Internaut: Now Net cowboys want a federal sheriff

Shawn P. McCarthy

Amazing, isn't it, how companies that once demanded the government keep hands off the Internet are now begging it to move in and regulate the online chaos?

At the moment, at least 11 antispam bills are meandering through Congress. Previous spam bills were prompted by consumers upset about receiving spam. Now some legislation comes at the instigation of Internet service providers that are drowning in spam.

HR 2214 specifically notes that spam is 'flooding the arteries of critical communications networks and servers and threatening the viability of e-mail as a primary communications medium.'

Spam isn't the only area where Net self-regulation has led to conflict. The Coalition of Broadband Users and Innovators, which includes, Microsoft Corp. and, is promoting so-called network neutrality to restrict broadband providers from teaming with other companies to offer special products and services. CBUI's position, in statements filed with the Federal Communications Commission, is that such agreements would be a disadvantage to CBUI members.

Of course, these companies have such marketing agreements themselves. But they perceive that cable Internet providers potentially could close them out of certain markets. They're looking to government to fix sales and marketing woes they can't fix themselves.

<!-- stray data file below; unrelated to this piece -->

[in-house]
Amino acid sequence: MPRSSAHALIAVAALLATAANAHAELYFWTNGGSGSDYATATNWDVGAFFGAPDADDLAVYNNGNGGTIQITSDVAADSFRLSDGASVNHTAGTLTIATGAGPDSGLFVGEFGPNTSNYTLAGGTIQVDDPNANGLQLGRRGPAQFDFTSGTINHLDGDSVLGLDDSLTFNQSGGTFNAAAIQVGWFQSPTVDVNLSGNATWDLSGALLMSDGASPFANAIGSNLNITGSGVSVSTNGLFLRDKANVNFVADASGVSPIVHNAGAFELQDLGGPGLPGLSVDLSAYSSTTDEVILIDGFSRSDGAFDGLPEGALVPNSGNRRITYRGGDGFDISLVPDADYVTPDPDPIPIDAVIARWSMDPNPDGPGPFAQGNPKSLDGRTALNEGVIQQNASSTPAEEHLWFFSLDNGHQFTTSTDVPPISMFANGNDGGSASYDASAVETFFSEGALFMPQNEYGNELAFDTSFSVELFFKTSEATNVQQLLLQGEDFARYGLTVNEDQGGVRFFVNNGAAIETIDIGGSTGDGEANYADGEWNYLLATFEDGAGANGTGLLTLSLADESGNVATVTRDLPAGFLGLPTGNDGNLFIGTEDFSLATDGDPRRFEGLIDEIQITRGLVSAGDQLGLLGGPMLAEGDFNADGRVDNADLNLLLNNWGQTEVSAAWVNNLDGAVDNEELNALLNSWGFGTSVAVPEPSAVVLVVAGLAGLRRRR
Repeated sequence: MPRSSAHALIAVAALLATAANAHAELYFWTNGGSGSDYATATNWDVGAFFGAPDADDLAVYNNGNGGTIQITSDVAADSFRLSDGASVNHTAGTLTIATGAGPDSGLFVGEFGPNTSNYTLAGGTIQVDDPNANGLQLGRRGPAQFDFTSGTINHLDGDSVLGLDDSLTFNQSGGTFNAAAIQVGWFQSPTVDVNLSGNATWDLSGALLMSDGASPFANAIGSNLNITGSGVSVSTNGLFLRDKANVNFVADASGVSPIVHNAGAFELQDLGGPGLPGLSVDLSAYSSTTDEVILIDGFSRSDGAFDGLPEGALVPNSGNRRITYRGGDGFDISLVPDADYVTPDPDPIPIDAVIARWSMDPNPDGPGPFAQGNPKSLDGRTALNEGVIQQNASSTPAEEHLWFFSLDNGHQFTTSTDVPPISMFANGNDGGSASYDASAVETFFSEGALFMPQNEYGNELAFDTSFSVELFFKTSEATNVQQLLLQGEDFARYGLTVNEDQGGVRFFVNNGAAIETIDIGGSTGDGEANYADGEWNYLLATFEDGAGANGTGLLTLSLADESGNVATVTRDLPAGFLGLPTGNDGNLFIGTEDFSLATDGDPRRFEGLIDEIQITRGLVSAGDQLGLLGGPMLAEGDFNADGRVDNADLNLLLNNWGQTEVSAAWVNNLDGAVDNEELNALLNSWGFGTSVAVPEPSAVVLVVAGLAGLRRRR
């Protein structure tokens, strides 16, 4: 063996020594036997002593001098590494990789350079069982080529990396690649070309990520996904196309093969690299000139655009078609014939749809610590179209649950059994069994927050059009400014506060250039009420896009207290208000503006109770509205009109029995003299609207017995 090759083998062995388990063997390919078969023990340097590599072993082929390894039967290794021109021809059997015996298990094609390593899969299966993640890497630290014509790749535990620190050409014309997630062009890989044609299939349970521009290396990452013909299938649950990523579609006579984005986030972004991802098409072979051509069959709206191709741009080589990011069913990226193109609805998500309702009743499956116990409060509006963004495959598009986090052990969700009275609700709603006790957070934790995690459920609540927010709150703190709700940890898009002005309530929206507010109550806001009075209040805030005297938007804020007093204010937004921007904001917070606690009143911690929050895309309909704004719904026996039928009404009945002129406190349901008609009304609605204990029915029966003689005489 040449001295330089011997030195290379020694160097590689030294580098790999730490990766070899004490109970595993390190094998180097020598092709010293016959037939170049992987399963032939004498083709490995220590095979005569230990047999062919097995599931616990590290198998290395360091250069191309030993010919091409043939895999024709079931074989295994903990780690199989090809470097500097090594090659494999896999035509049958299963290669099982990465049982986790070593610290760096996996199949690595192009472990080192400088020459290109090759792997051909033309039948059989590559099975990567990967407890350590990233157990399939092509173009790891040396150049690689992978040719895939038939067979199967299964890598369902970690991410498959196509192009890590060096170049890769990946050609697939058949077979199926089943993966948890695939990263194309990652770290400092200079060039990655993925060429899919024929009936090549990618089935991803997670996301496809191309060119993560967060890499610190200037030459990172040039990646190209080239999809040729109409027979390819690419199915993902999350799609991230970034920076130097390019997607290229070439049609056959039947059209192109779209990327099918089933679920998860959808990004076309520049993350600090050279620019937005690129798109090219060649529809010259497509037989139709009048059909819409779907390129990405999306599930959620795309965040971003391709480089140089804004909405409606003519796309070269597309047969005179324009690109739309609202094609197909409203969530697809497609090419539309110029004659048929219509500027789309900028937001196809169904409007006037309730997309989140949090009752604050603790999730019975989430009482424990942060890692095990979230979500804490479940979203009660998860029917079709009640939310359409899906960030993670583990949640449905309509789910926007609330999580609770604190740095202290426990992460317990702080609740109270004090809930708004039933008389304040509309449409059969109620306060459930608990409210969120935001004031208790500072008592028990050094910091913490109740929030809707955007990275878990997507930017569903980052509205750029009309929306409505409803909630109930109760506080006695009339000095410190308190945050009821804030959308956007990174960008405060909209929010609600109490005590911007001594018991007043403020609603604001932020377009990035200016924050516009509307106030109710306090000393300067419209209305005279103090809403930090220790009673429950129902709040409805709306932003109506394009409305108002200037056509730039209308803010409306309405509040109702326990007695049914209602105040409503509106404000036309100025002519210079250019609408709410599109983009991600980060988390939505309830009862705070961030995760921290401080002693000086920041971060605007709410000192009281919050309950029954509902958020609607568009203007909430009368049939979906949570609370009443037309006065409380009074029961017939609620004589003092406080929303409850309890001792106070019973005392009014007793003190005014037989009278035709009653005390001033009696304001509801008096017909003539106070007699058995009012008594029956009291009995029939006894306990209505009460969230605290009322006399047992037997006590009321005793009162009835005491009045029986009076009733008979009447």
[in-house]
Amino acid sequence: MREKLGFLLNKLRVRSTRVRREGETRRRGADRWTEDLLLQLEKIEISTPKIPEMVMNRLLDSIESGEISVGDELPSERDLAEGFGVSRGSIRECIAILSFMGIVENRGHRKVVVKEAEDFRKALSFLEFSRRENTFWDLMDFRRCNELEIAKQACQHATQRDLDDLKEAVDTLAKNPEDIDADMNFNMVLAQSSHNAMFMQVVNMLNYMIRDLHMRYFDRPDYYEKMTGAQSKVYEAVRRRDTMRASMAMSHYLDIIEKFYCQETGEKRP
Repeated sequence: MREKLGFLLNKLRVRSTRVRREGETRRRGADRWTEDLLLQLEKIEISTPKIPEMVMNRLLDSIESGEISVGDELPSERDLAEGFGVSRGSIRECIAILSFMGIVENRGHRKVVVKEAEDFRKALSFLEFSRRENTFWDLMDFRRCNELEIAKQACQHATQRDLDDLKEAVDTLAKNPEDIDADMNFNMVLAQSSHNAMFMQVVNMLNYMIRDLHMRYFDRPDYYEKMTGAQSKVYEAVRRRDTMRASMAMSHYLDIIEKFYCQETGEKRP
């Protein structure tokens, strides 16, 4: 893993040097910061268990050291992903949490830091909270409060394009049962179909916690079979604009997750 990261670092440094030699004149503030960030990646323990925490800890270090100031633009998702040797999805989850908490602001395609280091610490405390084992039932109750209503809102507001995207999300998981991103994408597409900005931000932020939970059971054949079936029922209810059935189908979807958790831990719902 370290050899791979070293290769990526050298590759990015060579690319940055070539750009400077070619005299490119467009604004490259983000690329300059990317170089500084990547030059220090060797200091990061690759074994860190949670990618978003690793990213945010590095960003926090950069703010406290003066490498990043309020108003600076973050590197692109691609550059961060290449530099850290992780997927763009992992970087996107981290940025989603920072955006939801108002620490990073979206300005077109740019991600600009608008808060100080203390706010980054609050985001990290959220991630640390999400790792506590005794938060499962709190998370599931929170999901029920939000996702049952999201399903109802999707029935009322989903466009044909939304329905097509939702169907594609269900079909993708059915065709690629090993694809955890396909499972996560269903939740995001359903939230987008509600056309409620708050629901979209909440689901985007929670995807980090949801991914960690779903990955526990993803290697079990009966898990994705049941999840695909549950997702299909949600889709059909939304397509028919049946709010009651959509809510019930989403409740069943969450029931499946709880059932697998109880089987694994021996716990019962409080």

And how about HR 3261, which proposes limits on the copying and redistribution of databases? The same companies that want to sell information without sales tax and establish unregulated global markets would make it a crime for others to copy and sell their data.

Meanwhile, the House Judiciary Subcommittee on the Courts, the Internet and Intellectual Property recently found it necessary to hold hearings on Internet domain name fraud.

One of the biggest issues looming right now is the future of the Domain Name System. VeriSign Inc. of Mountain View, Calif., the central registrar and controller of the main database for .com and .net domains, was recently called to task for experiments at capturing all traffic addressed to mistyped uniform resource locators. VeriSign last month sold its registry business to investment firm Pivotal Private Equity of Phoenix for $100 million.

VeriSign's ambitions highlight the gap between the technologists who have guided the Internet thus far and the businesspeople who have made certain platforms commercially viable. Some of these gaps can be closed only with government involvement.

As Americans, we take pride in the Wild West mentality that built the Internet. But we also recall that every Wild West town eventually had to appoint a sheriff to keep things under control. You might not always agree with the rules, but business without rules can lead to incredible losses'even a breakdown of the very structure that supports the business.

It's important to remember that the Net isn't an American phenomenon. U.S. regulations need a global counterpart, via international standards groups, to be effective.

Those who want the Net to remain eternally rule-free can take comfort in the current HR 48 which, along with S 1183, proposes ways to deal with global Internet jamming and censorship.

Freedom of information and unrestricted access are still what the Net's all about.

Shawn P. McCarthy is president of an data services development company. E-mail him at [email protected].

About the Author

Shawn McCarthy, a former writer for GCN, is senior analyst and program manager for government IT opportunities at IDC.


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